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Screen printed cells achieve lab breakthrough

The Institute for Solar Energy Research Hamelin (ISFH) says it has increased the conversion efficiency of screen-printed silicon solar cells from today’s 17%-18.5%, to a new record value of 19.4%.

By Renewable Energy Focus staff.

A 200 nm thin SiO2/SiNx double layer at the rear side of the solar cell enables the improvement, according to sources at ISFH.

How does the process work?

About 80% of today’s industrially manufactured solar cells apply p-type crystalline Czochralski (Cz) silicon wafers in combination with screen-printed metal contacts. Hence, efficiency improvements for this type of solar cell are highly relevant for the PV industry and represent an intensive field of research worldwide.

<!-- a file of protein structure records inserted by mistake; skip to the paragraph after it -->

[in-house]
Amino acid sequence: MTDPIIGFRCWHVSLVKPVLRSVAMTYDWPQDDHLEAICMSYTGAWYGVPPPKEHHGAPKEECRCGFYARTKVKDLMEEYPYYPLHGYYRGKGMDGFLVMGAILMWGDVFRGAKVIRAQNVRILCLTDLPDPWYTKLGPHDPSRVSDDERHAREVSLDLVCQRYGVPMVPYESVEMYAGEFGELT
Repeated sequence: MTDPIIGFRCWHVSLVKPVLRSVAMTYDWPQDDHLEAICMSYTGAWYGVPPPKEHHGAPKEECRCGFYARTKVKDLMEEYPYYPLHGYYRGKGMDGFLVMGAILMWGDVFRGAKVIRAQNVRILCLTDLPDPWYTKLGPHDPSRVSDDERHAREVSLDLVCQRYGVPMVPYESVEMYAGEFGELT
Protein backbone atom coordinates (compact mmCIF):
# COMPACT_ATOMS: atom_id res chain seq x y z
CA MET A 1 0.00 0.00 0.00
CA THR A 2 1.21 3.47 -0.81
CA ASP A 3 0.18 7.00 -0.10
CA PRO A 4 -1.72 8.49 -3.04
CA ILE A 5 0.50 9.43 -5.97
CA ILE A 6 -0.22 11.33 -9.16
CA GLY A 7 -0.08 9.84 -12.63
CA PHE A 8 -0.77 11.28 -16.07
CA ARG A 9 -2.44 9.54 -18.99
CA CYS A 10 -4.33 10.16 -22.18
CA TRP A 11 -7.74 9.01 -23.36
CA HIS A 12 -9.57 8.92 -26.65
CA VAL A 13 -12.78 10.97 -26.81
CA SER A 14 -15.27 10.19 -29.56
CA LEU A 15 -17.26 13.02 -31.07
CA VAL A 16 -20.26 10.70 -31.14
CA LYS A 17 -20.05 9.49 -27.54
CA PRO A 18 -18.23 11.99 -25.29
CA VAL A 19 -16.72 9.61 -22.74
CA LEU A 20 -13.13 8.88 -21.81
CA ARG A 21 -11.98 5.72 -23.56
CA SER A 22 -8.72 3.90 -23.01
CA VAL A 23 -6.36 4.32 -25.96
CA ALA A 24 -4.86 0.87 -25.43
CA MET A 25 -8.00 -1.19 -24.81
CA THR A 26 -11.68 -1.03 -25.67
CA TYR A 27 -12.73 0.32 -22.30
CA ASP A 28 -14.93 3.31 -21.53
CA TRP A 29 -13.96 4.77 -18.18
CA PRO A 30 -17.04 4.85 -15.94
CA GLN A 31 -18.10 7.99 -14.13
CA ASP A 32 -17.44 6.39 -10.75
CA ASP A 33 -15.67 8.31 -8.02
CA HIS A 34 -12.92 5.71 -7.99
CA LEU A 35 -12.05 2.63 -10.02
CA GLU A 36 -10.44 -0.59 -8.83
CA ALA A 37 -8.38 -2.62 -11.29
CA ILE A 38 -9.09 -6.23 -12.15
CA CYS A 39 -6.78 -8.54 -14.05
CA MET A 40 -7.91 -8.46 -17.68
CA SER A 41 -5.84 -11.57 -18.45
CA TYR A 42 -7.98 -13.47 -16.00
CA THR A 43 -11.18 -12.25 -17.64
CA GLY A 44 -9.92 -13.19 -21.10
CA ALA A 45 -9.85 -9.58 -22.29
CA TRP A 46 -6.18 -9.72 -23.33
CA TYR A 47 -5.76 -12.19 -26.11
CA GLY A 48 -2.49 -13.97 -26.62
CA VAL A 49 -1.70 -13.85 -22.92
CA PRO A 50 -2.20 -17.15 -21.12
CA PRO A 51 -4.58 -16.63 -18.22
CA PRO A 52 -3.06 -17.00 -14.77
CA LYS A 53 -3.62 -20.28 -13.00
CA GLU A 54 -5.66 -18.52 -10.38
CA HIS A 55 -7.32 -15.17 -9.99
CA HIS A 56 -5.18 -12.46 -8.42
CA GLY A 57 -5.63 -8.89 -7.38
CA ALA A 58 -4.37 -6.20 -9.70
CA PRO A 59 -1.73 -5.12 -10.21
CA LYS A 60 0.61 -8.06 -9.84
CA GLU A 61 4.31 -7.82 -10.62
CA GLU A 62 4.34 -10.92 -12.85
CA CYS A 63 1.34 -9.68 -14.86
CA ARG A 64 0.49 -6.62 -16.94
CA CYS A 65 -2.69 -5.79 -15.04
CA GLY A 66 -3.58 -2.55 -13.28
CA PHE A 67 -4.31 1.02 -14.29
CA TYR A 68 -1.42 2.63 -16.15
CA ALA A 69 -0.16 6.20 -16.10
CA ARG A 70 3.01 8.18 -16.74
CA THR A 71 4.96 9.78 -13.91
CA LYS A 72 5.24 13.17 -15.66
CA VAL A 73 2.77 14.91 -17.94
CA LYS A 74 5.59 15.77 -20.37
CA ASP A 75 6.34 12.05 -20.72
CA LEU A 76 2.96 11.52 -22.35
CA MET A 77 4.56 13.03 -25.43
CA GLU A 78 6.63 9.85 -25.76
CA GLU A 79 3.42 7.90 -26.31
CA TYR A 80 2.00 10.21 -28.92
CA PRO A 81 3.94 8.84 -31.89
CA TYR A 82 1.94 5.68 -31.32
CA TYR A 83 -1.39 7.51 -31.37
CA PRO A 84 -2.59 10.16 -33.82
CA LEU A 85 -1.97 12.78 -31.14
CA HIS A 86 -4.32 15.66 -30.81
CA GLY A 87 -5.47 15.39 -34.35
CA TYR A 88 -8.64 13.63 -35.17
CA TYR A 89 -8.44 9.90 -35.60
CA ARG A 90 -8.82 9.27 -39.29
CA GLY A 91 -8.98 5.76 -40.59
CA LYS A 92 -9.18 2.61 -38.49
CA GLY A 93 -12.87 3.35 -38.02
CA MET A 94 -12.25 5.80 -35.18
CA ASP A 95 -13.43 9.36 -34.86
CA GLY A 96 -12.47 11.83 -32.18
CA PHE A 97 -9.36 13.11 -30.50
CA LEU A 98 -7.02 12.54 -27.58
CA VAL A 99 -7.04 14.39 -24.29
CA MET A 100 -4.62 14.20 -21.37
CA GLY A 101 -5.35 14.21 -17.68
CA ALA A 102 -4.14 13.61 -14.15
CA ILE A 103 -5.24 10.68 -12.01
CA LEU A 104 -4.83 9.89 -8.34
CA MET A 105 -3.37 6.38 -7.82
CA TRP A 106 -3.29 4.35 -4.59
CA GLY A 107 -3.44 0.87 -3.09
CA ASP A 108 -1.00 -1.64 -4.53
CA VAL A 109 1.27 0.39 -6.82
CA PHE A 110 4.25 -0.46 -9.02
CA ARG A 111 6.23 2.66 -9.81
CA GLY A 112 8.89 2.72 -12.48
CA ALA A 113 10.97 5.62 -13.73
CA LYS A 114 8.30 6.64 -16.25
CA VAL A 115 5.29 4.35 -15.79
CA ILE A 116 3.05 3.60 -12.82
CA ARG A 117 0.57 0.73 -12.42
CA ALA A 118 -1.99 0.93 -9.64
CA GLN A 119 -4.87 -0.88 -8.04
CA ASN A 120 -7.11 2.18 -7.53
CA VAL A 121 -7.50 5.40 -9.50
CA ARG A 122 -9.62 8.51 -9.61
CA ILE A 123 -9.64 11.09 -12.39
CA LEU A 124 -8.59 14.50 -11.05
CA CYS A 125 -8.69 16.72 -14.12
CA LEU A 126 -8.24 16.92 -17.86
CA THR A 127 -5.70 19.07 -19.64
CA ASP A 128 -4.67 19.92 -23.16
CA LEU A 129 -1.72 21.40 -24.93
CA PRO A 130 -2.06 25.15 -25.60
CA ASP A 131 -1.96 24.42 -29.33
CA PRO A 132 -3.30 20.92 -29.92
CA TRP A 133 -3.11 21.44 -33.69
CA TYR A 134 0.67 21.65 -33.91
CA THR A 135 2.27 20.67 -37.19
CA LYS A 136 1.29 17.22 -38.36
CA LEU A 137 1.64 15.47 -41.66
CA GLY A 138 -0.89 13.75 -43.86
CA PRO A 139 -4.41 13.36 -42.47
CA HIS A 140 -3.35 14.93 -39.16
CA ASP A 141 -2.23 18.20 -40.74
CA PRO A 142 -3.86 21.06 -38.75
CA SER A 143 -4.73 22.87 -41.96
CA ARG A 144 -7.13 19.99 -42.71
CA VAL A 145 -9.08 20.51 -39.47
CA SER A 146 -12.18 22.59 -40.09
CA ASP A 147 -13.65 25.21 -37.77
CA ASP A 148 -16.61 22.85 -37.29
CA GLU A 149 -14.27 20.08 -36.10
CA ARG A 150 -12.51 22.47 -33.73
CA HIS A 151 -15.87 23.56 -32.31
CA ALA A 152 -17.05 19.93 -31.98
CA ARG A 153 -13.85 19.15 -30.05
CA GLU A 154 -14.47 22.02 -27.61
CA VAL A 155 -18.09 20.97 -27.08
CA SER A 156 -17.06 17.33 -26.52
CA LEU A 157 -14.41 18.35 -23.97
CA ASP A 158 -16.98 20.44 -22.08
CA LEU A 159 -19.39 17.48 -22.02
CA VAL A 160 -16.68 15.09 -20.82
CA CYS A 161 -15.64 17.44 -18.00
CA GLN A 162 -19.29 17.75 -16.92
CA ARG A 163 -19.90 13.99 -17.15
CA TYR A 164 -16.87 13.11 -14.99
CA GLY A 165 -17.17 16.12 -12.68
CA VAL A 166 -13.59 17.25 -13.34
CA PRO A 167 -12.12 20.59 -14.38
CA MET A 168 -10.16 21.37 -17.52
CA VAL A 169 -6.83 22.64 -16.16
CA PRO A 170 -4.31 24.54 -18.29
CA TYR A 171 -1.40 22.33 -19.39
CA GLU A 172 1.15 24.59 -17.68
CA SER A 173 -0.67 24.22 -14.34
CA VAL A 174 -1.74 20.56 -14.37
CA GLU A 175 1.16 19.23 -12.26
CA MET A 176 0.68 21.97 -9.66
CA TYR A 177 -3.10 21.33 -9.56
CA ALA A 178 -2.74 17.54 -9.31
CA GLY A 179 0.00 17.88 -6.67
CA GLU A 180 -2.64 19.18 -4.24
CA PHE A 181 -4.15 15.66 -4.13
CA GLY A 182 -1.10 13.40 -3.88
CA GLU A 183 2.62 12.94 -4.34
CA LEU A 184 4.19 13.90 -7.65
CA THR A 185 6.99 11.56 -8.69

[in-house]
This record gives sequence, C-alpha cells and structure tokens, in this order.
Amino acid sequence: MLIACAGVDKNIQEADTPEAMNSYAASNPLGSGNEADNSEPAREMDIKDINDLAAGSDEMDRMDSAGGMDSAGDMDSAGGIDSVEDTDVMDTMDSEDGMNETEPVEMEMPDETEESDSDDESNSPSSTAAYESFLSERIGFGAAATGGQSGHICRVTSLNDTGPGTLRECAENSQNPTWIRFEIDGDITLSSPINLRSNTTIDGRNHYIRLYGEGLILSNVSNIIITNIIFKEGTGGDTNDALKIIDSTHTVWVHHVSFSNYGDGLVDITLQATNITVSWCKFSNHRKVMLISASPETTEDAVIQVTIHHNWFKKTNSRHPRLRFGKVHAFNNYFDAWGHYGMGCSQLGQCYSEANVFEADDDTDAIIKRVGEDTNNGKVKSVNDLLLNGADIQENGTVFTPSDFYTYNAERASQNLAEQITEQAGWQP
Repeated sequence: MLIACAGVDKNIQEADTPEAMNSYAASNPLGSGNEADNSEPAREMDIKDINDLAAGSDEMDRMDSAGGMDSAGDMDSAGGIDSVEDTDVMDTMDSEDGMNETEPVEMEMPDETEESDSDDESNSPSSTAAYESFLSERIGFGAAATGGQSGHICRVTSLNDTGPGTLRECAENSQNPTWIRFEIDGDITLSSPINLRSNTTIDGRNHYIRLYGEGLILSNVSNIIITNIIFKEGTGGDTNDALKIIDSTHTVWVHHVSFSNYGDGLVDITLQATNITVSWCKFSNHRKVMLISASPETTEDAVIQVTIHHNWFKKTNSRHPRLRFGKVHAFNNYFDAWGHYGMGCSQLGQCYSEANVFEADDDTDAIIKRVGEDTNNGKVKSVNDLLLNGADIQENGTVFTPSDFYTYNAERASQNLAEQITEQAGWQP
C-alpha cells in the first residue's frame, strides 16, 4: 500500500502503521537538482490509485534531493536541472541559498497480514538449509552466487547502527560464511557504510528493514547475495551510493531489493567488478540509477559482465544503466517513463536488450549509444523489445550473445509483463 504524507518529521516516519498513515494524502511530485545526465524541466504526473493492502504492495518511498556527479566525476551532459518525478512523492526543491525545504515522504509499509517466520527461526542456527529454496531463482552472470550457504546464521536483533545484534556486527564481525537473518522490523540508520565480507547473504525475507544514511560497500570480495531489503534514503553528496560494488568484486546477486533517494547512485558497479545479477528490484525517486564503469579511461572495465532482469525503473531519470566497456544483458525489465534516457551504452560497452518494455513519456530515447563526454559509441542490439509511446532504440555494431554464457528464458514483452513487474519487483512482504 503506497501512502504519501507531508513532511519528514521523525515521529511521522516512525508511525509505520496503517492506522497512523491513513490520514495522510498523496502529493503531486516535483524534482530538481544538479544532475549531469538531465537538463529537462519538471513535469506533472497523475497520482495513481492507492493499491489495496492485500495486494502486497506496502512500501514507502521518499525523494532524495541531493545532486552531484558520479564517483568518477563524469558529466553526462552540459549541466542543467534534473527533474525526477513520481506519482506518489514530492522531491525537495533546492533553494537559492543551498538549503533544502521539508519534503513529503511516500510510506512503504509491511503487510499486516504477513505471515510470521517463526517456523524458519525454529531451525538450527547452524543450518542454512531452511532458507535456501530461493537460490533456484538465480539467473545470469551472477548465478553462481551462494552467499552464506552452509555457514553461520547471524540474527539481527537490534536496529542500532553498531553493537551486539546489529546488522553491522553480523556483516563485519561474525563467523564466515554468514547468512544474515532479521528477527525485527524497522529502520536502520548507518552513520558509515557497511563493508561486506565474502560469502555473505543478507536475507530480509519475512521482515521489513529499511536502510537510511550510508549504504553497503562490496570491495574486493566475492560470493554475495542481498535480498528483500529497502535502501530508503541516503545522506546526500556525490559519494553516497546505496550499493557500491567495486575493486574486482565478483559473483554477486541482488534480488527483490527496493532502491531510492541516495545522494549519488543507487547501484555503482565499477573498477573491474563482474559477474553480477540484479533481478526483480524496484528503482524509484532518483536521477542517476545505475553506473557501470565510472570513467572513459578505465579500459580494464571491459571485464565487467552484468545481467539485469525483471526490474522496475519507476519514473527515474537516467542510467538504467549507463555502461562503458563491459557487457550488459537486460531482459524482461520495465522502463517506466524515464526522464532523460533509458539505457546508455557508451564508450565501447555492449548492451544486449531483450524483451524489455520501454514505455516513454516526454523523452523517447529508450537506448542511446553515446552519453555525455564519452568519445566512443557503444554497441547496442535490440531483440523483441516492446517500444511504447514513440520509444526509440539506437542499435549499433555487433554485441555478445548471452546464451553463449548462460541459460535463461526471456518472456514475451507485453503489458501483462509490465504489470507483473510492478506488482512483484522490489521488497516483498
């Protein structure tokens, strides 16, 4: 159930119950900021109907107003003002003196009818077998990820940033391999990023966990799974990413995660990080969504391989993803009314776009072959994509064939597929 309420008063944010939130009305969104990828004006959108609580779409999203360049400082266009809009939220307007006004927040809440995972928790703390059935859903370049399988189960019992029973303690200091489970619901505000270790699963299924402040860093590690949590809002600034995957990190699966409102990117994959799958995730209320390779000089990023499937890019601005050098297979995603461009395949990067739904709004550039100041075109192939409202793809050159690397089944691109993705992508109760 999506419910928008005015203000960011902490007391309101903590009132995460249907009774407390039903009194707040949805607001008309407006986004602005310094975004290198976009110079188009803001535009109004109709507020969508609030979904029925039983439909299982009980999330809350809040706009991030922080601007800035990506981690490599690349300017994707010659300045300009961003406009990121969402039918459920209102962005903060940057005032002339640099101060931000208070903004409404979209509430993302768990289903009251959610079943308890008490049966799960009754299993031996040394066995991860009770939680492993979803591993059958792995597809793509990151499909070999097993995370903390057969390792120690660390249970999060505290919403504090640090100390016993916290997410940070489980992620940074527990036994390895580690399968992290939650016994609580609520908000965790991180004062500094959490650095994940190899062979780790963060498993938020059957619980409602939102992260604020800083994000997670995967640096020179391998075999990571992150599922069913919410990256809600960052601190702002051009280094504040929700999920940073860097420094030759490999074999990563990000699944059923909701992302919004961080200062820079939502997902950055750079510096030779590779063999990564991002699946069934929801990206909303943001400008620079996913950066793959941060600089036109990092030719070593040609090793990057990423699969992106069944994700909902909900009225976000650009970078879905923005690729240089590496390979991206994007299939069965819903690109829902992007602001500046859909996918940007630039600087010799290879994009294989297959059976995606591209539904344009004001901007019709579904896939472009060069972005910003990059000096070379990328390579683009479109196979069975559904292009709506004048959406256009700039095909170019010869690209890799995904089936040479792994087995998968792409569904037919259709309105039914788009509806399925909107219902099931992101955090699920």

Within a year the ISFH reports that it implemented a baseline process with up to 18.5% conversion efficiency for p-type 125x125 mm2 Czochralski silicon solar cells - applying screen-printed metallisation. The solar cells are processed using equipment similar to industry production tools.

Sebastian Gatz, a PhD student at ISFH, modified the baseline process at the rear side of the solar cell. A SiO2/SiNx double layer is removed on 10% of the cell area by laser ablation. Therefore the screen-printed aluminum rear metallisation only contacts the silicon wafer within these contact openings. The modified cell rear reportedly improves the reflection, and reduces charge carrier recombination which increases the current and the voltage of the solar cell.

The cell front side is metalised by double screen printing which results in reduced contact finger width and hence less shadowing loss. These technical improvements increase the conversion efficiency from 18.5% up to 19.4%.


 

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